Sunday, August 12, 2012

Campbell House Museum

St. Louis, MO

It's a serious thing though you wouldn't guess from the blog entry's witty title "SAVE OUR (GL)ASS".  The Campbell House Museum in St. Louis, MO was broken into one night last week and the cash box with just less than $100 was stolen.  But that was certainly not the worst of it.  One of the 5 foot by 18 inch panes of etched glass in the front door was broken.

My first thought was how could the museum leave such valuable and memorable glass panes unprotected.  As you can see in this photo, they didn't.

To gain entry the thugs first  jumped over a wrought iron fence, then jimmied the slide lock on these massive exterior wooden doors, and finally threw a rock through the interior glass pane.

I'm not sure when or if I'll ever visit the Campbell House but I'd like to know that the doors have been restored.  Chip in along with me.  Modest donations add up.

To read more visit The Campbell House blog:

And to learn more about Robert Campbell, the renowned fur trader and entrepreneur, as well as the 1851 home he built with his wife Virginia go to :

Wednesday, August 8, 2012

Captain David Judson House

Stratford, CT

What's a young aspiring preservationist to do during the dog days of summer?  Those in Stratford, CT attend the annual history camp.   The week long camp for fourth graders through high school teaches kids about life in the 1700's.  The campers learn about butter making, candle dipping, weaving, and herb gardening.  They can become junior docents and on the last day of camp lead family and friends on a tour of the home.

My recent tour was lead by Pam and the junior docent of the day, Emily. They were both very knowledgeable about life in the 1700's and the many tools, farm implements, and household products of the day.  In fact my overall impression of the home was not about the family that lived there but about the many artifacts of the time period.  I  could probably skip camp and go right to the junior docent position.

Highlights for me:

*  The bulls eye glass in the front door was probably made in England.  In the 1750's, due to British Parliamentary regulation not expertise, glass was not made in the US.

*  As your candle burns down it becomes more difficult to read your book or sew but if you have this handy little table/candle holder that twists up and down like a screw you'll hold onto that light a little bit longer.

*  Privacy is something very important to us today.  But that wasn't true during colonial times.  In the Judson House living room is a corner chair or chamber pot chair.  There was no need to clear the room if you needed to "use the facilities".  Just pick up the chair top and then your dress.

*  Candles were made from meat fat so in addition to emitting a distinctive odor they were attractive to mice and thus kept on the wall in a metal candle keeper.

*  The coming and going room.  Love the name.  So simply states its purpose.  Birthing and dying.

*  Tea!  We all know how big a thing that was in the colonies and in the Revolutionary War! Somehow  tea was condensed into rock solid bricks that were shaved to create a small amount of loose tea to use for brewing.  The house has two tea blocks.  One brick was about 1 X 2 inches and the second one was huge at maybe 5 X 8 inches.  Both had an intricate design stamped onto the front.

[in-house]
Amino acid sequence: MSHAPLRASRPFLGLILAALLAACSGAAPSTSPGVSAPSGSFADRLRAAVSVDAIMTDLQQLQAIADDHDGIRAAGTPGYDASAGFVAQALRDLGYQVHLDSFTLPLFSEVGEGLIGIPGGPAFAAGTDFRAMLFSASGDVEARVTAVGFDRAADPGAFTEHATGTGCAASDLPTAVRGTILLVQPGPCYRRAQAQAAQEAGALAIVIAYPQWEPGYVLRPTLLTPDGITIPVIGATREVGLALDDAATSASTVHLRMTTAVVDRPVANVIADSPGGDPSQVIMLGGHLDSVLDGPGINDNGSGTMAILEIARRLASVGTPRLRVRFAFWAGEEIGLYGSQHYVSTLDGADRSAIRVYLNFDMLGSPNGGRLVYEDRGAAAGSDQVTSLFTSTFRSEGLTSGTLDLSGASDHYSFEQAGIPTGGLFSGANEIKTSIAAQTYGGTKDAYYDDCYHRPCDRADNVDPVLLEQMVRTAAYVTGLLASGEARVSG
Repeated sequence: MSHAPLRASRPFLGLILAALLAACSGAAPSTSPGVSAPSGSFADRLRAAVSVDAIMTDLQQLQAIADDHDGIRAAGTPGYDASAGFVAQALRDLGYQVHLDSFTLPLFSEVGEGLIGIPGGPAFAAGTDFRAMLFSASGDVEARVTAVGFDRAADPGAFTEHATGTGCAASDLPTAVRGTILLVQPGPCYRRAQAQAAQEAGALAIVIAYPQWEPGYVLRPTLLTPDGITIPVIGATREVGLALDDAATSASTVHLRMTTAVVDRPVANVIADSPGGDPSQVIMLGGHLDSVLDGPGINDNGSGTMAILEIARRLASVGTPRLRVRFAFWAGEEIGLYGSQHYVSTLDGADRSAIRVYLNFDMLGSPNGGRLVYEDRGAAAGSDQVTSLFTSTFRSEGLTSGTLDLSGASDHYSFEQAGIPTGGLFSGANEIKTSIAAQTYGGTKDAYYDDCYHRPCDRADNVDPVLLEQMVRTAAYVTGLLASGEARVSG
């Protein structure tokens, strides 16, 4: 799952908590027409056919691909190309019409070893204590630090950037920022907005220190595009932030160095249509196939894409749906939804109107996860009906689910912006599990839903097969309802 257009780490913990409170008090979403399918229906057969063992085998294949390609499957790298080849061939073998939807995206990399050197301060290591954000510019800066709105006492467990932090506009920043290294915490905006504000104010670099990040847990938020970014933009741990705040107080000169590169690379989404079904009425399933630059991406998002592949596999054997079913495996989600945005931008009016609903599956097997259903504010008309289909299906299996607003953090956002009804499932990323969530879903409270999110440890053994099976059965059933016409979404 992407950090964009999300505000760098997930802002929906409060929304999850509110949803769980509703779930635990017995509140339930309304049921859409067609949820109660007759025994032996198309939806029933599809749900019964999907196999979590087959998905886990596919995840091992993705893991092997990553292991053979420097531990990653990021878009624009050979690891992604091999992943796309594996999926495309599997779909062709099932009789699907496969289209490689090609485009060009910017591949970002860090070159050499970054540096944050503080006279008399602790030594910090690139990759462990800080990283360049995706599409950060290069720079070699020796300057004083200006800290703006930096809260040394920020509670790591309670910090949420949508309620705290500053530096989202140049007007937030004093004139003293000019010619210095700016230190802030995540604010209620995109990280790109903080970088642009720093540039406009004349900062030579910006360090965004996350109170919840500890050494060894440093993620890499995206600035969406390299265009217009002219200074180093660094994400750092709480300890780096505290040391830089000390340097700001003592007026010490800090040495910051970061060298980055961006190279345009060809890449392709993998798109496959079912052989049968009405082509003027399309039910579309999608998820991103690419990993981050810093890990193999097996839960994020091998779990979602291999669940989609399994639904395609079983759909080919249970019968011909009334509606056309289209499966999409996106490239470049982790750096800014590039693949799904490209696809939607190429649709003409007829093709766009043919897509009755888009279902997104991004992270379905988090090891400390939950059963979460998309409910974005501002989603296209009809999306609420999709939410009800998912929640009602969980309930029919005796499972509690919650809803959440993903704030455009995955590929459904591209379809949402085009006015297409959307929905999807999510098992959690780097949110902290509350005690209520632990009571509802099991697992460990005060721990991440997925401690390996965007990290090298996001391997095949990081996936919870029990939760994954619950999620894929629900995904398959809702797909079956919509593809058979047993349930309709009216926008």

I'm beginning to see an interesting thread in my tours and reading.  The stories of how buildings are saved and rehabbed are themselves fascinating pieces of history.  In 1925 the Judson House was given by the Curtis sisters to the town of Stratford.  The gift included a stipulation that the town raise $10,000 for upkeep and maintenance.  With an astonishing $13,000 Stratford surpassed the goal and the local Historical Society was born.

Sunday, August 5, 2012

Ally Quest

Love my membership with the National Trust for Historic Preservation!  It keeps me up to date with news in the preservation world, introduces me to new places, and helps support the kind of historic preservation that's important to me.

I found Ally Quest as I was "thumbing" through my E Newsletter from the Trust.  At first glance I thought this would be me and my blog on video.  Travel and history - Ally's thing and mine.  But if you know me and my blog and check out Ally and her video, we're not exactly twin like.  Yet we evidently do have something in common.

As Ally says: "Experience what it's like to live in another decade.  Explore towns that time has forgotten, restaurants that are really relics of the past, hotels with a place in history, significant spots that still exist today and hold a real glimpse into another time."  Those are all things I like to do on my vacations.  I've just narrowed down my chronicling to house museums.

Check out Ally's episode on Catalina Island that features the Inn on Mt Ada, a Wrigley Mansion. Then take a look at my blog entry on the Wrigley Mansion in Phoenix, AZ.  (4/6/09)

I've sent her a link to my blog.  Why not?  It's a great source for future Ally Quest episodes.  You'll be the first I'll shout out to if anything develops.  Is there a video guest appearance in my future??